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Friday, September 19, 2014

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Starting from scratch

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Lauren Kramer

“How can you write that?” My husband has just read one of my Married With Kids columns and is vetting it. Big time.

“It’s too personal,” he says earnestly. “You’re going to get into trouble, and I’m going to say, ‘I told you so!’”

One story I wrote a couple of years ago got me into so much trouble, we still referred to it as “the incident.” I thought I’d written piercingly on an important issue, at the time. Turns out, others did not agree – my spouse, in particular. In fairness, he’d warned me that the column was dangerous, but my ears were deaf to his cautions, and my sensibilities dulled about the potential marital backlash.

When he reads today’s column, he asks me one question: “Didn’t you learn your lesson the last time?” The lesson he’s referring to is “the incident,” of course. I gulp and make a new plan.

It’s not easy being the family member of a journalist, particularly when you never know which aspect of your life will become fodder for the next column. I’m constantly trolling through my experiences for stories, looking for anecdotes that readers can hopefully relate to in the realm of marriage and children. What’s off limits? I’m still trying to figure that out, one month at a time.

My spouse has been extraordinarily good-natured about his presence in my columns, showing graceful tolerance when I give readers a glimpse of our inner life together. Whether it’s his iPod addiction or his strewn clothes under discussion, he takes it in stride. But every now and then, he puts his foot down. Tonight was one of those times, and it meant a column about one of our kids’ friends was about to bite the dust, even though I believed every word of it to be true. My daughter, spying her name on the computer monitor, insisted on reading it too, and agreed.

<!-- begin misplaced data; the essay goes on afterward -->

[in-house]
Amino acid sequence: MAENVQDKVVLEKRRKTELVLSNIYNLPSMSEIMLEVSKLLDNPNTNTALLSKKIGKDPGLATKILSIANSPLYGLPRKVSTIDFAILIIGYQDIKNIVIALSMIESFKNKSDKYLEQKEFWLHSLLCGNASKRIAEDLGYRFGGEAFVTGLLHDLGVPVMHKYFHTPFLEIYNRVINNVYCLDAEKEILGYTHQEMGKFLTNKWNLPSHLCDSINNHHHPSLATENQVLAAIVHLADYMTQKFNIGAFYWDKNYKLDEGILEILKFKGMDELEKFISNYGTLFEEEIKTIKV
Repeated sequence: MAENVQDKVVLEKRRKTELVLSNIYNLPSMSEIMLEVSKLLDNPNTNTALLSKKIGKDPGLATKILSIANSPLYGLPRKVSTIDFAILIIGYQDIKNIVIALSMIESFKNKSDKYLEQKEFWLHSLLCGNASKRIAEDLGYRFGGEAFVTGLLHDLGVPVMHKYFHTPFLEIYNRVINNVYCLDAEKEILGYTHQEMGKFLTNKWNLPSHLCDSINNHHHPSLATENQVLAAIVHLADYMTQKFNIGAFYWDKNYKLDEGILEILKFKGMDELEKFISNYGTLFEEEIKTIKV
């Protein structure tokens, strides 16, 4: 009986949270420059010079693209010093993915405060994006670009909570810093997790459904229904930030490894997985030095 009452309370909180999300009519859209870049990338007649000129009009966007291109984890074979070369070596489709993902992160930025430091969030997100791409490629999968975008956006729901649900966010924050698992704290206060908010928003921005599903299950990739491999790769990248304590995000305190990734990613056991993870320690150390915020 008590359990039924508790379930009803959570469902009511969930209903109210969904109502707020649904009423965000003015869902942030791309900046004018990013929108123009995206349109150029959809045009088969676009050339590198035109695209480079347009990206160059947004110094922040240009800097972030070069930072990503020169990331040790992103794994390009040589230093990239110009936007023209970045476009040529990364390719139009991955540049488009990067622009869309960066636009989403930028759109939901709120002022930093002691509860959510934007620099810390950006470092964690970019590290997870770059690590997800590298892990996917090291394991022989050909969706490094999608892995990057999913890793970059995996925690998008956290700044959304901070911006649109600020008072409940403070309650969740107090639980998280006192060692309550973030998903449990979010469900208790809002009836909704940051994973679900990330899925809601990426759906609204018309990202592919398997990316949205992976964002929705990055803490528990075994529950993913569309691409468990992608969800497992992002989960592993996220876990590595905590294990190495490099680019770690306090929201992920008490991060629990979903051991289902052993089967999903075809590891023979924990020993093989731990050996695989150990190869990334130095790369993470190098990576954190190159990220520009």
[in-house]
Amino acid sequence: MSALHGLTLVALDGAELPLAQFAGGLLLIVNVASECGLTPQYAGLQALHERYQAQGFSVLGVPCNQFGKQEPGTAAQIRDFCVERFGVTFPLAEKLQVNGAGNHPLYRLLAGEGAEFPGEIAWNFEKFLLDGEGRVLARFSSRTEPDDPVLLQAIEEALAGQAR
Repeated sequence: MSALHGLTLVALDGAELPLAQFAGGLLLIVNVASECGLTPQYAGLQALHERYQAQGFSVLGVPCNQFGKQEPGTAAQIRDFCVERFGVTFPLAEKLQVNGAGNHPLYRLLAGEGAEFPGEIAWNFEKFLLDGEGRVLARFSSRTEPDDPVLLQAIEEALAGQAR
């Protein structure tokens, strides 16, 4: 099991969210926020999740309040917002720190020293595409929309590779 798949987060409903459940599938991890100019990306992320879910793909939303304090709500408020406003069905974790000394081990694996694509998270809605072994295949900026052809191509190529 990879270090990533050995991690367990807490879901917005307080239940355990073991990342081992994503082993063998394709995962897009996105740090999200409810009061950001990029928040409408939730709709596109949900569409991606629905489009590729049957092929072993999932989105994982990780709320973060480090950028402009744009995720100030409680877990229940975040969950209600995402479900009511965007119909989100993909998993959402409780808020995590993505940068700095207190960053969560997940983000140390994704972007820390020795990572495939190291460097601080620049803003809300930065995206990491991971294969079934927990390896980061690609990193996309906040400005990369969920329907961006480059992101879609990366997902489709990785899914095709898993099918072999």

“You can’t do this to me, Mom,” she declared. “If my friends or their parents ever read this, the friendship is over.”

I sighed. I was on deadline and couldn’t afford another “holy cow,” a subject that was utterly taboo. The one under discussion in particular was a meaty one that I felt sure readers would be able to identify with.

“I could change the names,” I tried.

But I was surrounded on all sides. Vetoed. The column was destined to join a few others in my folder that had been deemed too dangerous – potential friendship killers, whether they were true or not.

I know a bit about “holy cows.” There are some subjects too tender to make their way into my columns and some relationships I’ve forbidden myself to delve into in this public space. My fear is that I’ll fracture the delicate shells of those relationships or create waves of long-term unpleasantness I don’t even want to imagine. Still, when I’m reaching for new ideas, it’s these that beckon. Money, and how its change of hands impacts the family. Friendships, and their deeper politics. Parents-in-law, and the complicated yet inexorable ties that bind us all together in a sometimes uncomfortable family embrace.

Writing about marriage and kids is stressful when I get vetoed, but it’s also deeply cathartic. It offers a space, both in my mind and on the blank page, where I can explore an issue in my home, turn it this way and that, and sometimes gain a deeper understanding or perspective on that issue.

But there are always others involved when you are married with kids, and when it’s their business that you’re discussing, you have to be careful.

When I’m skirting close to the limit in my columns, I ask my husband to read them first, even though I know precisely what his response will be. I argue my case, he counters with his, and then I swallow hard and sometimes start again from scratch.

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